Officers seized a computer, as well as five copies of three Muslim books from Suleimanov’s home. The books were by two members of the Kandahlawi family, key figures in the Tabligh Jamaat movement. Two of the three titles have been banned as “extremist” by Russian courts.
Suleimanov is married with three young daughters. “Of course he’s in shock, when they grabbed him at 6 o’clock in the morning,” his lawyer Semedlyaev told Radio Free Europe on the day of the arrest. He said Suleimanov denied having organised or being involved in any extremist organisation and was therefore happy to answer investigators’ questions.
The same morning officers raided the homes of and detained three other Muslims. At 6 am, men in balaclavas raided the home of Abdurakhmanov in the village of Melnichnoe in central Crimea, Abdureshit Dzhepparov of the Crimean Contact Group for Human Rights told Radio Free Europe’s Krym Realii. Abdurakhmanov has difficulties with his hearing.
Also on 2 October 2017, officers raided the home of Kubedinov in Simferopol and detained him. Kubedinov is married with four children, the oldest of whom is now 11. Officers raided the home of Mustafaev in the village of Pionerskoe, south east of Simferopol, and detained him.
At hearings on 3 October 2017 at Simferopol’s Kiev District Court, Judge Viktor Mozhelyansky acceded to the prosecutor’s requests that Suleimanov, Abdurakhmanov and Kubedinov be held in pre-trial detention until 29 November 2017, according to court records. The Judge rejected pleas by lawyers for the three men to have them held under house arrest. The Judge ordered that Mustafaev be held under house arrest.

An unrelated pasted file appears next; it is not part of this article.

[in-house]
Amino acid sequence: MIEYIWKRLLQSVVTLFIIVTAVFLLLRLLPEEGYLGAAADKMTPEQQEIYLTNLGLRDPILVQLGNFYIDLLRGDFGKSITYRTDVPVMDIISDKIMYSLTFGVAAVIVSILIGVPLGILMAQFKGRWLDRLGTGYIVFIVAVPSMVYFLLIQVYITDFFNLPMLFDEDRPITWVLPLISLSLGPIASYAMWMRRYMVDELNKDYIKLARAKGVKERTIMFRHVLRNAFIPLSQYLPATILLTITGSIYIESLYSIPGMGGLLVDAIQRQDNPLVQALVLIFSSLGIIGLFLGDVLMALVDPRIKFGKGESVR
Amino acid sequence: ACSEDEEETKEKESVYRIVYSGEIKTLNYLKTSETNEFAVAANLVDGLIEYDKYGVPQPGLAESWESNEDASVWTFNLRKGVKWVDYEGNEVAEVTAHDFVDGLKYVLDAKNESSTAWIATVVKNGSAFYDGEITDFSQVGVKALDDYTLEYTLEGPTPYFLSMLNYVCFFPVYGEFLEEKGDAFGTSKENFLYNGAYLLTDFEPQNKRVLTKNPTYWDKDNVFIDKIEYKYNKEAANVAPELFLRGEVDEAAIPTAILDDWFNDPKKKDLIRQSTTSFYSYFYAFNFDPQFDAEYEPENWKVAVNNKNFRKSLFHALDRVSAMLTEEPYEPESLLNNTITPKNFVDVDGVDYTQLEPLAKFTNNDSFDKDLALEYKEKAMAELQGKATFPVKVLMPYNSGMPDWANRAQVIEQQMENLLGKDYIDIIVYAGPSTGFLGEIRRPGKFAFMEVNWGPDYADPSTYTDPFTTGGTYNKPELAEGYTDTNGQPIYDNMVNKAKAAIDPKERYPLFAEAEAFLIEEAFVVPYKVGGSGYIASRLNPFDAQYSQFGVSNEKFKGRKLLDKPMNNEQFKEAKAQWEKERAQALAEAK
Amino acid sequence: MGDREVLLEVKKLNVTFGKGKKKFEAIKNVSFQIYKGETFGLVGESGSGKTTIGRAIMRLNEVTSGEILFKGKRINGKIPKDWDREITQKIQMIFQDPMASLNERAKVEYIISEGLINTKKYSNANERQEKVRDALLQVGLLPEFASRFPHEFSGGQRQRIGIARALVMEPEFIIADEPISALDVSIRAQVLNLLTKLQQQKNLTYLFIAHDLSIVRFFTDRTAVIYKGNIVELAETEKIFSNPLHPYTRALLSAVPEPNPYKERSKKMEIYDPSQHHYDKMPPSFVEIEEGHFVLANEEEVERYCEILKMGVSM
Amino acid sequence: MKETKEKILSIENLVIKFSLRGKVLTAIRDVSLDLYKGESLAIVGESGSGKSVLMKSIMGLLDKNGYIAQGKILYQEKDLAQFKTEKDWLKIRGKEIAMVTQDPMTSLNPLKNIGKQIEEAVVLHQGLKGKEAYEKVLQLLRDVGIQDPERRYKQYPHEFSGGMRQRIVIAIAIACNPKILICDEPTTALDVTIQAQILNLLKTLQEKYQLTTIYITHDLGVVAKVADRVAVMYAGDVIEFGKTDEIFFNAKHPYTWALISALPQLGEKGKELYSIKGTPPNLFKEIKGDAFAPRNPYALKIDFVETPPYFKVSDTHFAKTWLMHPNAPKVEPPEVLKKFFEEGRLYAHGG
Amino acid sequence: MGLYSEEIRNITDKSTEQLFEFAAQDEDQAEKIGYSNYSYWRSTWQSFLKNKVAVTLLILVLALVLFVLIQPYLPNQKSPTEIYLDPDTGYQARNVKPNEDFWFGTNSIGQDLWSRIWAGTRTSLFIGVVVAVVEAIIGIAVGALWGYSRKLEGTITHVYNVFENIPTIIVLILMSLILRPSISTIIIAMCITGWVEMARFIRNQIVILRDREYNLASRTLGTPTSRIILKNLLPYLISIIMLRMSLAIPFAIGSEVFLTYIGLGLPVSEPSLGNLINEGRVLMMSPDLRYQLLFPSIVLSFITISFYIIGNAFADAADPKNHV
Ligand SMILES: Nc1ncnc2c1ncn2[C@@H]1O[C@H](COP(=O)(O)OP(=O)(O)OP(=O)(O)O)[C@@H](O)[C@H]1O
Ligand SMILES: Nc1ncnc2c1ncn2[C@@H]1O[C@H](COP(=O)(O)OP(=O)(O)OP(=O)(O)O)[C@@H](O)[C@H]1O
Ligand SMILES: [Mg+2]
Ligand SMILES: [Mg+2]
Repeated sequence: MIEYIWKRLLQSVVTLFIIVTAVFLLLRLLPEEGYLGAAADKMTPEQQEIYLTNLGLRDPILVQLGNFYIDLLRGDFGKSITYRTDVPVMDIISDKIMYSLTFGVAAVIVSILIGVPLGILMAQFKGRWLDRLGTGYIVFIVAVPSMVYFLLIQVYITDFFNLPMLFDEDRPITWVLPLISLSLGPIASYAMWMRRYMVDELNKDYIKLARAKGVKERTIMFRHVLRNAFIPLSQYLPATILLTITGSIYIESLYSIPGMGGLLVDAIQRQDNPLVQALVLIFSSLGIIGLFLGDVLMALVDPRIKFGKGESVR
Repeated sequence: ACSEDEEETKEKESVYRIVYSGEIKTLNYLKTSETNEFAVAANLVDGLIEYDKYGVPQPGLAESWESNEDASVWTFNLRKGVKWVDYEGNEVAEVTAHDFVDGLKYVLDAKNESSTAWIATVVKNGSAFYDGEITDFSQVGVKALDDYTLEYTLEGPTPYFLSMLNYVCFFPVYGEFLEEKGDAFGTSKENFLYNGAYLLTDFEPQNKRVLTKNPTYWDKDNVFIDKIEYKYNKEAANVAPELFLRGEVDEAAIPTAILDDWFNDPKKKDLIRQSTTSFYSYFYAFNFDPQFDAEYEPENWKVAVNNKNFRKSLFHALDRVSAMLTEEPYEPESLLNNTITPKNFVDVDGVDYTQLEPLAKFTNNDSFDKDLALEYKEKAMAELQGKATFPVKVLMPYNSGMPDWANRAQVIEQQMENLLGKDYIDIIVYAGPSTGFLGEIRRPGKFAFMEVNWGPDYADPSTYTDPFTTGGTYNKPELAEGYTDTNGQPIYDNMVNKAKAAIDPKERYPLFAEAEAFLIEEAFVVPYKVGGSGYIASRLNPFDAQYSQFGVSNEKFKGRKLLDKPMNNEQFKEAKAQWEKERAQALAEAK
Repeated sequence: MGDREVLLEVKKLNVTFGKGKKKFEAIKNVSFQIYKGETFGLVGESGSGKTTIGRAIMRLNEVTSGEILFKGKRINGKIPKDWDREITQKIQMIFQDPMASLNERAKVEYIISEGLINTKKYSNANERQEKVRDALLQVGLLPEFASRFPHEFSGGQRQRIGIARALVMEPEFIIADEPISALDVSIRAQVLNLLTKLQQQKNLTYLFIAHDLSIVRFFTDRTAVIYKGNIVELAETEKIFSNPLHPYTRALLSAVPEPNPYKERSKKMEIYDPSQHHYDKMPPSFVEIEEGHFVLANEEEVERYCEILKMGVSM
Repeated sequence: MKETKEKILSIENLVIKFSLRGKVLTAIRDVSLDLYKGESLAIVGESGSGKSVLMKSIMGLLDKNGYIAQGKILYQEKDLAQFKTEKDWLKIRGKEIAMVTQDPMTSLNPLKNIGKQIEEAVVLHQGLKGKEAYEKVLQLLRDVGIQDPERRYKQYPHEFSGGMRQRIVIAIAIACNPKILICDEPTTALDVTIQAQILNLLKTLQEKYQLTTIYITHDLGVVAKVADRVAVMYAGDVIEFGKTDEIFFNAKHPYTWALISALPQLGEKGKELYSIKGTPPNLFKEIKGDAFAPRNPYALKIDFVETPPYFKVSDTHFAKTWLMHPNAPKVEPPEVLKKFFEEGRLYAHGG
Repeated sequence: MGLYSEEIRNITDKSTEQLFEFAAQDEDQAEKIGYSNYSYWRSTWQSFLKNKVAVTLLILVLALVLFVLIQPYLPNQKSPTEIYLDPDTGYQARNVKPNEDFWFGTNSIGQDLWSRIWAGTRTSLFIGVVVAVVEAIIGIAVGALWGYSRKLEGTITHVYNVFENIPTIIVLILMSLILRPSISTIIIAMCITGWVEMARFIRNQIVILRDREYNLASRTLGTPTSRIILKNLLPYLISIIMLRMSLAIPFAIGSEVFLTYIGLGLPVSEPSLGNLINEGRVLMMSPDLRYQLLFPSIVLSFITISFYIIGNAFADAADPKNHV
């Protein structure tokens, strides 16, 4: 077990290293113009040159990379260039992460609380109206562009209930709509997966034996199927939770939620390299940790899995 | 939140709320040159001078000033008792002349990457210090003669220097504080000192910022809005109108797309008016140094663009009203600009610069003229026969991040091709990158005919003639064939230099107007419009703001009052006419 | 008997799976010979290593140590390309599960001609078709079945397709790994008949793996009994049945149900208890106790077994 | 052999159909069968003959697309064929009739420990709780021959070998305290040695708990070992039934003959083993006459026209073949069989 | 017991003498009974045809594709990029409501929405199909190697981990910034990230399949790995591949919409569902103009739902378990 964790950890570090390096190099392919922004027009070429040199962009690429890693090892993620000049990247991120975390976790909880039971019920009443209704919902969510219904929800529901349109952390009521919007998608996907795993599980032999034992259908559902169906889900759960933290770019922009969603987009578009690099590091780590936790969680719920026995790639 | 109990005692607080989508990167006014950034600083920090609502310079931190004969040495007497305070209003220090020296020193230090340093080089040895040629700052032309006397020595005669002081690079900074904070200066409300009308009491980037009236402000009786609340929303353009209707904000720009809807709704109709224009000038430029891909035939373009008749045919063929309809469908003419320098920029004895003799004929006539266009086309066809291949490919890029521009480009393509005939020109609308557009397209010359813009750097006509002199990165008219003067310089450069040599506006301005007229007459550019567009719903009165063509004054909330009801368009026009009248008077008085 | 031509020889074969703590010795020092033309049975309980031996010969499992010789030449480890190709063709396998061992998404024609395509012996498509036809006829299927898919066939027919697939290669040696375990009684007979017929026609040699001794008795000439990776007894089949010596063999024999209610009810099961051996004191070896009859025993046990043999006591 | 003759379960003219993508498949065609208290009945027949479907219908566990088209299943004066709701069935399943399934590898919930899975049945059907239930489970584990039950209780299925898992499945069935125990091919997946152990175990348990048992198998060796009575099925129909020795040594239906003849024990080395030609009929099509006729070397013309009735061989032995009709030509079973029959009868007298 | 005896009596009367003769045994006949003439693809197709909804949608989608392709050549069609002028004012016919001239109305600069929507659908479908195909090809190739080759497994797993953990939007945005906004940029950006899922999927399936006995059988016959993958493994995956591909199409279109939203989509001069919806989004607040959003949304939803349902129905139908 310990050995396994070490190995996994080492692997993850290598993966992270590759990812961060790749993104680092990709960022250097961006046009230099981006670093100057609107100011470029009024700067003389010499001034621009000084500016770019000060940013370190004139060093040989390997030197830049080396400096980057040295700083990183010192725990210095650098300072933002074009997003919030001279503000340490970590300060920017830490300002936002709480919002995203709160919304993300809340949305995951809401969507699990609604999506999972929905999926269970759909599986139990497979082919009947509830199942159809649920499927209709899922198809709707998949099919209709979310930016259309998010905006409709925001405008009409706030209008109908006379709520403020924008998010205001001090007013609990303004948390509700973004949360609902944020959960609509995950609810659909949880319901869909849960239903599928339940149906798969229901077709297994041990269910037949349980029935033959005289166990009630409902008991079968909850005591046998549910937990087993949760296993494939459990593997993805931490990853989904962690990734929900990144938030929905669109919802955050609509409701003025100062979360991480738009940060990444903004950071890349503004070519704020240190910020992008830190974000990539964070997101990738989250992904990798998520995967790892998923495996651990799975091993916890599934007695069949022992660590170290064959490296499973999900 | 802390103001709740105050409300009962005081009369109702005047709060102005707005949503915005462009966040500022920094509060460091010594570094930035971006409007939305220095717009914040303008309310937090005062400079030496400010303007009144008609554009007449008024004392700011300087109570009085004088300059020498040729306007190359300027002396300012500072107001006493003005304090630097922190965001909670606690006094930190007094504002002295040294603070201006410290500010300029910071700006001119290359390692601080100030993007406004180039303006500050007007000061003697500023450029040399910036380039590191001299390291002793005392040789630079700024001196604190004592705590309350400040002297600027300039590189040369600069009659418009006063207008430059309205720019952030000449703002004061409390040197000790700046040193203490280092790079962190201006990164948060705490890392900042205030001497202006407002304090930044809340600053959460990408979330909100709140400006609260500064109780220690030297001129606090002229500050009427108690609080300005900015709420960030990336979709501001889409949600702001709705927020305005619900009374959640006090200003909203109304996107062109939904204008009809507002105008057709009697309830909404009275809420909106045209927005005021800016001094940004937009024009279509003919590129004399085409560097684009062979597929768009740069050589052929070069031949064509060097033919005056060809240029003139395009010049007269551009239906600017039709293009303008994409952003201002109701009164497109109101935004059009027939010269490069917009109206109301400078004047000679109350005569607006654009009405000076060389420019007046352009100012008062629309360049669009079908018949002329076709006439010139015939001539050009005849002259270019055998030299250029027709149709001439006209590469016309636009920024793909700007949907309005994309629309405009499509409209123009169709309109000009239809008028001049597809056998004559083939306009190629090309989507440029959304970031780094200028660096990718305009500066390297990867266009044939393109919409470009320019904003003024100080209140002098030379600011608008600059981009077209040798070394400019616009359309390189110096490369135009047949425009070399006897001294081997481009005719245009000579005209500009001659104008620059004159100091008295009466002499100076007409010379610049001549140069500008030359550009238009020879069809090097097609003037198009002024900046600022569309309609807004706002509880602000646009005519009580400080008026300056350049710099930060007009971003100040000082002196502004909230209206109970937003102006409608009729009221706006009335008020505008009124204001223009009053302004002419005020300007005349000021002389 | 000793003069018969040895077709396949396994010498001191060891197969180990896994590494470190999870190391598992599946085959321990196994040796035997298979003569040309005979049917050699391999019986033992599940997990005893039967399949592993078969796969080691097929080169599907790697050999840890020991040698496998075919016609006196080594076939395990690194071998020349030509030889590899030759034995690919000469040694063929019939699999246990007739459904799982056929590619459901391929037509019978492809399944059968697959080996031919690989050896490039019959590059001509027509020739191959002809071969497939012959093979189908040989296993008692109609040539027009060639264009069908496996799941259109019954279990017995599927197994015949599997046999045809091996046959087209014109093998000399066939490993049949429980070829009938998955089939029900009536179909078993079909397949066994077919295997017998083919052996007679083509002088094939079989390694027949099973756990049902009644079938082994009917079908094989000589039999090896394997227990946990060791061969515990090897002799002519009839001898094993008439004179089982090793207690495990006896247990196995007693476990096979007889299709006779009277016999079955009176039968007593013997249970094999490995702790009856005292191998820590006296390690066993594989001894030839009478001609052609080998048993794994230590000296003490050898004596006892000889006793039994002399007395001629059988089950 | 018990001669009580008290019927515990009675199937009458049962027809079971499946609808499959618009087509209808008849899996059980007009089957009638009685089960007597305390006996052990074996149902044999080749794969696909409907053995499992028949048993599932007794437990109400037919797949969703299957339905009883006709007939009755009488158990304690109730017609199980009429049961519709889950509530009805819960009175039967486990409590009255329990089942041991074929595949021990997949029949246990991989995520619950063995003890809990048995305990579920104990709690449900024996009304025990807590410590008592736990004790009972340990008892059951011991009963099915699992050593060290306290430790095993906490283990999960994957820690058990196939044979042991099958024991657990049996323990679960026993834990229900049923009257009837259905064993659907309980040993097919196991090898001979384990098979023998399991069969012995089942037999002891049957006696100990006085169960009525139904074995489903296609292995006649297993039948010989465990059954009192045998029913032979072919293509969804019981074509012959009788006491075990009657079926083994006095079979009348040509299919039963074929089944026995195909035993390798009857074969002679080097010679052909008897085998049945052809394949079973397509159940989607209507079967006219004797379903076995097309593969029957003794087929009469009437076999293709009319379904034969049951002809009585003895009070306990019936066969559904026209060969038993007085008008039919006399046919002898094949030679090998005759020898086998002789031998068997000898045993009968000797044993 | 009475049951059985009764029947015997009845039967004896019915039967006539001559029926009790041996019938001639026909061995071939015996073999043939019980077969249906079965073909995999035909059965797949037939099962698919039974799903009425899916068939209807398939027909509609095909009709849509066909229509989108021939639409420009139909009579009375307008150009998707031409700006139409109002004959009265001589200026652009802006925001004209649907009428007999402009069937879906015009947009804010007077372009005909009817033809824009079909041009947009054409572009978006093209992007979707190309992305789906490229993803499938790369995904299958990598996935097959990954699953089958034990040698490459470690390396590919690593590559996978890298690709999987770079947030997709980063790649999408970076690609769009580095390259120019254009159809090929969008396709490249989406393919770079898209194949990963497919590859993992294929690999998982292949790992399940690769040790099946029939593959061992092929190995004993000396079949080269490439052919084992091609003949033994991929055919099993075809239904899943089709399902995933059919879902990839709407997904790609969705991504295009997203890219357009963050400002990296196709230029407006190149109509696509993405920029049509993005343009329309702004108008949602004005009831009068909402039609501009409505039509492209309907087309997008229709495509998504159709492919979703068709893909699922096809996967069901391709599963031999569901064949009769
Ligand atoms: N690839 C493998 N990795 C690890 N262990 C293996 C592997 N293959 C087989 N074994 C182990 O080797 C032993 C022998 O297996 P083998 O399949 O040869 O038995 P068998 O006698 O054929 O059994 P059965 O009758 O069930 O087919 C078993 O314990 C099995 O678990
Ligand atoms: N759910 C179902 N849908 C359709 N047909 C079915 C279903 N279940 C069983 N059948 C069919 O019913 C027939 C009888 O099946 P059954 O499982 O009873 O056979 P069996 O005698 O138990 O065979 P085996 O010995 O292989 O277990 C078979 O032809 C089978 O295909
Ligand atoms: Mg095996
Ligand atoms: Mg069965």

The requests to hold the four men had been presented to court by FSB Investigator R. Gorbachev, according to court records. He had opened criminal cases against all four men under Article 282.2, Part 1. Later the accusation was changed for Abdurakhmanov, Kubedinov and Mustafaev to Article 282.2, Part 2.
In November 2017, Abdurakhmanov was freed from Simferopol’s Investigation Prison. He was instead required to sign a pledge not to leave his town without permission from the investigator.
On 22 February 2018, Kubedinov was freed from investigation prison in Simferopol. He was instead required to sign a pledge not to leave his town without permission from the investigator, his lawyer Jemil Temeshev announced.
This left only Suleimanov in Simferopol’s Investigation Prison. His lawyers repeatedly tried to challenge his continued pre-trial detention, appealing to Crimea’s Supreme Court against Kiev District Court extensions to the detention. However, each time the appeals were rejected, according to court decisions seen by Forum 18.
During the one-year investigation, FSB Investigator Gorbachev was replaced by another investigator, those close to the case told Forum 18. The case was then handed to Crimea’s Prosecutor’s Office, where it was assigned to Deputy Prosecutor Sergei Bulgakov.
Officials at Crimea’s Prosecutor’s Office refused to put Forum 18 through to Prosecutor Bulgakov on 26 November.
Indictment rejected – then accepted
On 14 September 2018 – 50 weeks or almost one year after the FSB launched the criminal case against the four Muslims – Prosecutor Bulgakov handed the case to Crimea’s Supreme Court for trial. However at the preliminary hearing on 27 September, presided over by Judge Andrei Paly, the indictment was found to have been “completed with violations of the provisions of the Code” and ordered sent back to the Prosecutor for further work, according to court records.